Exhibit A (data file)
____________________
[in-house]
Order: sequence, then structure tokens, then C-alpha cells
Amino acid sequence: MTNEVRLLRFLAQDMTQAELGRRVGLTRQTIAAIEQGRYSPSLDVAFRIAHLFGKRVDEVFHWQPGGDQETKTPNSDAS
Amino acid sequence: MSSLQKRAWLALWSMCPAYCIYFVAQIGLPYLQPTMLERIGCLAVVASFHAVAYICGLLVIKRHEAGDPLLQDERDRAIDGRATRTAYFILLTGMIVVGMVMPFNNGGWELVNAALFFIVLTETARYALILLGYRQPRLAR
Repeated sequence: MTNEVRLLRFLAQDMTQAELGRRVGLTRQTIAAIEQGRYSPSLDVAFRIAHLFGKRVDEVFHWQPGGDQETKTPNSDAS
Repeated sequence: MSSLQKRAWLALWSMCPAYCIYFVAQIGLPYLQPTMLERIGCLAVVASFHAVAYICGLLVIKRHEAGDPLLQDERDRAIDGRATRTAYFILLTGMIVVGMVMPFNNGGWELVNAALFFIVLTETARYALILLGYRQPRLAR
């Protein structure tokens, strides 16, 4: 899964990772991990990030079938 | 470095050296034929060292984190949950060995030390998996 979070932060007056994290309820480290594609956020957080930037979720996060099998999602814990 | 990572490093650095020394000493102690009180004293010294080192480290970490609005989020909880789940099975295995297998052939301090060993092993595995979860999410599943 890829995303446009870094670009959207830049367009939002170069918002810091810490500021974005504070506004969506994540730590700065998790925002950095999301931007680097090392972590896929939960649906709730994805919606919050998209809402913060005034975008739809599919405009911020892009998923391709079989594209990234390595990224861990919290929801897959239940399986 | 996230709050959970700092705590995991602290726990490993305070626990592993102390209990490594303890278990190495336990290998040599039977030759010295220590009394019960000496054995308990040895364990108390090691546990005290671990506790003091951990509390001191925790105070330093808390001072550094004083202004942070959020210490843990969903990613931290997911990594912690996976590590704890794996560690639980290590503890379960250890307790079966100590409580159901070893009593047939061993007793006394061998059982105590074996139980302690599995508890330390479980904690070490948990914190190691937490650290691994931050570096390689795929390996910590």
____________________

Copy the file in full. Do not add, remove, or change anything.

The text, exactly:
[in-house]
Order: sequence, then structure tokens, then C-alpha cells
Amino acid sequence: MTNEVRLLRFLAQDMTQAELGRRVGLTRQTIAAIEQGRYSPSLDVAFRIAHLFGKRVDEVFHWQPGGDQETKTPNSDAS
Amino acid sequence: MSSLQKRAWLALWSMCPAYCIYFVAQIGLPYLQPTMLERIGCLAVVASFHAVAYICGLLVIKRHEAGDPLLQDERDRAIDGRATRTAYFILLTGMIVVGMVMPFNNGGWELVNAALFFIVLTETARYALILLGYRQPRLAR
Repeated sequence: MTNEVRLLRFLAQDMTQAELGRRVGLTRQTIAAIEQGRYSPSLDVAFRIAHLFGKRVDEVFHWQPGGDQETKTPNSDAS
Repeated sequence: MSSLQKRAWLALWSMCPAYCIYFVAQIGLPYLQPTMLERIGCLAVVASFHAVAYICGLLVIKRHEAGDPLLQDERDRAIDGRATRTAYFILLTGMIVVGMVMPFNNGGWELVNAALFFIVLTETARYALILLGYRQPRLAR
């Protein structure tokens, strides 16, 4: 899964990772991990990030079938 | 470095050296034929060292984190949950060995030390998996 979070932060007056994290309820480290594609956020957080930037979720996060099998999602814990 | 990572490093650095020394000493102690009180004293010294080192480290970490609005989020909880789940099975295995297998052939301090060993092993595995979860999410599943 890829995303446009870094670009959207830049367009939002170069918002810091810490500021974005504070506004969506994540730590700065998790925002950095999301931007680097090392972590896929939960649906709730994805919606919050998209809402913060005034975008739809599919405009911020892009998923391709079989594209990234390595990224861990919290929801897959239940399986 | 996230709050959970700092705590995991602290726990490993305070626990592993102390209990490594303890278990190495336990290998040599039977030759010295220590009394019960000496054995308990040895364990108390090691546990005290671990506790003091951990509390001191925790105070330093808390001072550094004083202004942070959020210490843990969903990613931290997911990594912690996976590590704890794996560690639980290590503890379960250890307790079966100590409580159901070893009593047939061993007793006394061998059982105590074996139980302690599995508890330390479980904690070490948990914190190691937490650290691994931050570096390689795929390996910590």